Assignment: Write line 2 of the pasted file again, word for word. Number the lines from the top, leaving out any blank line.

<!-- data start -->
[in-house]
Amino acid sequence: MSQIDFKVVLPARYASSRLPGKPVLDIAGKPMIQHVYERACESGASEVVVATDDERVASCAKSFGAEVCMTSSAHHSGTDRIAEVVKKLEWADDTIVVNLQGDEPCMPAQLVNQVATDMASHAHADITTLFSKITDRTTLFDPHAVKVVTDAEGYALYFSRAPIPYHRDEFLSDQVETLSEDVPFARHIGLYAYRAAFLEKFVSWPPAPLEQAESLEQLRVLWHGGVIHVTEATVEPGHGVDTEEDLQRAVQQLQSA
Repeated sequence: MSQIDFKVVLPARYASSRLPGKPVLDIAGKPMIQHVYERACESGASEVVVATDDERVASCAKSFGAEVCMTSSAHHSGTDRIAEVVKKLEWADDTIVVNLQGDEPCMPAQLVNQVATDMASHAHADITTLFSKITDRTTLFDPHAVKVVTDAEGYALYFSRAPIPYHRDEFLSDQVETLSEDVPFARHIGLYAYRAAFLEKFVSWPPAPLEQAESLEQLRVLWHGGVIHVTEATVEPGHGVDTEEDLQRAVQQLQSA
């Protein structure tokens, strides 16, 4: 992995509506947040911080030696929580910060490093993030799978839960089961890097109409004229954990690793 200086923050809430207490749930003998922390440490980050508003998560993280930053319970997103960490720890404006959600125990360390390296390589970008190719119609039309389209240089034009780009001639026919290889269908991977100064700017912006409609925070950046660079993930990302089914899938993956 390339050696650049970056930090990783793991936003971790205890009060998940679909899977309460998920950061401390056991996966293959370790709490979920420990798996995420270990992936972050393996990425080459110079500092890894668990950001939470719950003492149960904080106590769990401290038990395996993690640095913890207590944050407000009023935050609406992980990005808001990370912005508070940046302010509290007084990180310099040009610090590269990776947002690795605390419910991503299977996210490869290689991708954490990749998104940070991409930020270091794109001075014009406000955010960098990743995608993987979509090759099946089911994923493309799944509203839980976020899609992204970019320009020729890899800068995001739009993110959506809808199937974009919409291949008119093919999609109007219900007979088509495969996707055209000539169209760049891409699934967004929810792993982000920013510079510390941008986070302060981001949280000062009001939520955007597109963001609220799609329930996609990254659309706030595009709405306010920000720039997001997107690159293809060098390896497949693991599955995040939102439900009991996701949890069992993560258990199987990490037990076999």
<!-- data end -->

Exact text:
Amino acid sequence: MSQIDFKVVLPARYASSRLPGKPVLDIAGKPMIQHVYERACESGASEVVVATDDERVASCAKSFGAEVCMTSSAHHSGTDRIAEVVKKLEWADDTIVVNLQGDEPCMPAQLVNQVATDMASHAHADITTLFSKITDRTTLFDPHAVKVVTDAEGYALYFSRAPIPYHRDEFLSDQVETLSEDVPFARHIGLYAYRAAFLEKFVSWPPAPLEQAESLEQLRVLWHGGVIHVTEATVEPGHGVDTEEDLQRAVQQLQSA